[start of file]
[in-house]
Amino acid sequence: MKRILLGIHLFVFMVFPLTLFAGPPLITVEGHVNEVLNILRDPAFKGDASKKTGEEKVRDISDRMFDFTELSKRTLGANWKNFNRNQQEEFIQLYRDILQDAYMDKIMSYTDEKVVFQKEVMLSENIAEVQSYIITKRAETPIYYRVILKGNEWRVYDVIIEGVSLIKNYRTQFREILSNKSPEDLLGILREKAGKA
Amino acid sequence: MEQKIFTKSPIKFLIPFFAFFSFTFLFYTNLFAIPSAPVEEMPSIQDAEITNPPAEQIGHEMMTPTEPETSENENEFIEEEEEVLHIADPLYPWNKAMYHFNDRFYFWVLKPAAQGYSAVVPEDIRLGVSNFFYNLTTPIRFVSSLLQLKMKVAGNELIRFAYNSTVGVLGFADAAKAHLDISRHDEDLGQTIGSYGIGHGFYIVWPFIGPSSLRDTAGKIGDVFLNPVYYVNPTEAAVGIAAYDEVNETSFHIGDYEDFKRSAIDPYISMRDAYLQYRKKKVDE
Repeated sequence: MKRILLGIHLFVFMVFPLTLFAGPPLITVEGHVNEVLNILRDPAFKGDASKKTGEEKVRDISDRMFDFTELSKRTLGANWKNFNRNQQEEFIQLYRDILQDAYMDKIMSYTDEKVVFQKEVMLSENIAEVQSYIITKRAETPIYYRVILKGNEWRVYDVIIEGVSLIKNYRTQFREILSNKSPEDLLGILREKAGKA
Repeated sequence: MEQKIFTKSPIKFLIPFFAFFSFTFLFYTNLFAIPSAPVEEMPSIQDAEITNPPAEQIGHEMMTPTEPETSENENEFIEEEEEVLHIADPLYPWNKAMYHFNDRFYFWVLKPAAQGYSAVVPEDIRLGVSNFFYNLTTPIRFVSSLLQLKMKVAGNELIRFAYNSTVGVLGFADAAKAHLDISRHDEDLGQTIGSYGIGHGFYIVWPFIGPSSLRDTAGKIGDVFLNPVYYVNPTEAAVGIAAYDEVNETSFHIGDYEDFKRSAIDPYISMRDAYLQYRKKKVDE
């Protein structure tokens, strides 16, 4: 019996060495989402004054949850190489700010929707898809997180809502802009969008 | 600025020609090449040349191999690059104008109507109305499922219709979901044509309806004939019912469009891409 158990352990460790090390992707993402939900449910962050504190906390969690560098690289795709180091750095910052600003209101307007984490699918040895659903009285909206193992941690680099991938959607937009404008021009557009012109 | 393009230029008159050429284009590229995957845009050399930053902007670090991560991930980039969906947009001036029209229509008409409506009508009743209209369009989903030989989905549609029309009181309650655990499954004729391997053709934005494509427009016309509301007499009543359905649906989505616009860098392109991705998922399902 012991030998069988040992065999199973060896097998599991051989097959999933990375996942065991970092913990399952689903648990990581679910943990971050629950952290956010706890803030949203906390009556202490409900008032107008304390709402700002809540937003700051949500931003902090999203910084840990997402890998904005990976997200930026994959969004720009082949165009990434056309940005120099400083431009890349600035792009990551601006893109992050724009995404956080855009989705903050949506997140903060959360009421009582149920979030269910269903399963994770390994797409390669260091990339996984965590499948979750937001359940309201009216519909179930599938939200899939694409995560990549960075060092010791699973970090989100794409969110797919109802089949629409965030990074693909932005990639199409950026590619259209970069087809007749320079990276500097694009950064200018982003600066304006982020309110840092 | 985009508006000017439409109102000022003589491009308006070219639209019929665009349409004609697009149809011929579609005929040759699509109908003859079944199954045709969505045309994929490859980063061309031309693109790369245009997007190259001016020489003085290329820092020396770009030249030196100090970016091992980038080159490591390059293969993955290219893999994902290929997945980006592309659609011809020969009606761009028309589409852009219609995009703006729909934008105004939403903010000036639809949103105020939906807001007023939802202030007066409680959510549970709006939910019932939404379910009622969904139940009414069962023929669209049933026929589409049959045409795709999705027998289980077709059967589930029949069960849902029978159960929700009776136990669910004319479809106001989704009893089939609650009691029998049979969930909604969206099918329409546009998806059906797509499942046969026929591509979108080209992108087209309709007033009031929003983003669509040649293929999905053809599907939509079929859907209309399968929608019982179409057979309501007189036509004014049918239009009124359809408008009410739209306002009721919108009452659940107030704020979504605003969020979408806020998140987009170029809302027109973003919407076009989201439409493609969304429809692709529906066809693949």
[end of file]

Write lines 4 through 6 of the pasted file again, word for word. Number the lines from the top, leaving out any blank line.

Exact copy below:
Repeated sequence: MKRILLGIHLFVFMVFPLTLFAGPPLITVEGHVNEVLNILRDPAFKGDASKKTGEEKVRDISDRMFDFTELSKRTLGANWKNFNRNQQEEFIQLYRDILQDAYMDKIMSYTDEKVVFQKEVMLSENIAEVQSYIITKRAETPIYYRVILKGNEWRVYDVIIEGVSLIKNYRTQFREILSNKSPEDLLGILREKAGKA
Repeated sequence: MEQKIFTKSPIKFLIPFFAFFSFTFLFYTNLFAIPSAPVEEMPSIQDAEITNPPAEQIGHEMMTPTEPETSENENEFIEEEEEVLHIADPLYPWNKAMYHFNDRFYFWVLKPAAQGYSAVVPEDIRLGVSNFFYNLTTPIRFVSSLLQLKMKVAGNELIRFAYNSTVGVLGFADAAKAHLDISRHDEDLGQTIGSYGIGHGFYIVWPFIGPSSLRDTAGKIGDVFLNPVYYVNPTEAAVGIAAYDEVNETSFHIGDYEDFKRSAIDPYISMRDAYLQYRKKKVDE
């Protein structure tokens, strides 16, 4: 019996060495989402004054949850190489700010929707898809997180809502802009969008 | 600025020609090449040349191999690059104008109507109305499922219709979901044509309806004939019912469009891409 158990352990460790090390992707993402939900449910962050504190906390969690560098690289795709180091750095910052600003209101307007984490699918040895659903009285909206193992941690680099991938959607937009404008021009557009012109 | 393009230029008159050429284009590229995957845009050399930053902007670090991560991930980039969906947009001036029209229509008409409506009508009743209209369009989903030989989905549609029309009181309650655990499954004729391997053709934005494509427009016309509301007499009543359905649906989505616009860098392109991705998922399902 012991030998069988040992065999199973060896097998599991051989097959999933990375996942065991970092913990399952689903648990990581679910943990971050629950952290956010706890803030949203906390009556202490409900008032107008304390709402700002809540937003700051949500931003902090999203910084840990997402890998904005990976997200930026994959969004720009082949165009990434056309940005120099400083431009890349600035792009990551601006893109992050724009995404956080855009989705903050949506997140903060959360009421009582149920979030269910269903399963994770390994797409390669260091990339996984965590499948979750937001359940309201009216519909179930599938939200899939694409995560990549960075060092010791699973970090989100794409969110797919109802089949629409965030990074693909932005990639199409950026590619259209970069087809007749320079990276500097694009950064200018982003600066304006982020309110840092 | 985009508006000017439409109102000022003589491009308006070219639209019929665009349409004609697009149809011929579609005929040759699509109908003859079944199954045709969505045309994929490859980063061309031309693109790369245009997007190259001016020489003085290329820092020396770009030249030196100090970016091992980038080159490591390059293969993955290219893999994902290929997945980006592309659609011809020969009606761009028309589409852009219609995009703006729909934008105004939403903010000036639809949103105020939906807001007023939802202030007066409680959510549970709006939910019932939404379910009622969904139940009414069962023929669209049933026929589409049959045409795709999705027998289980077709059967589930029949069960849902029978159960929700009776136990669910004319479809106001989704009893089939609650009691029998049979969930909604969206099918329409546009998806059906797509499942046969026929591509979108080209992108087209309709007033009031929003983003669509040649293929999905053809599907939509079929859907209309399968929608019982179409057979309501007189036509004014049918239009009124359809408008009410739209306002009721919108009452659940107030704020979504605003969020979408806020998140987009170029809302027109973003919407076009989201439409493609969304429809692709529906066809693949």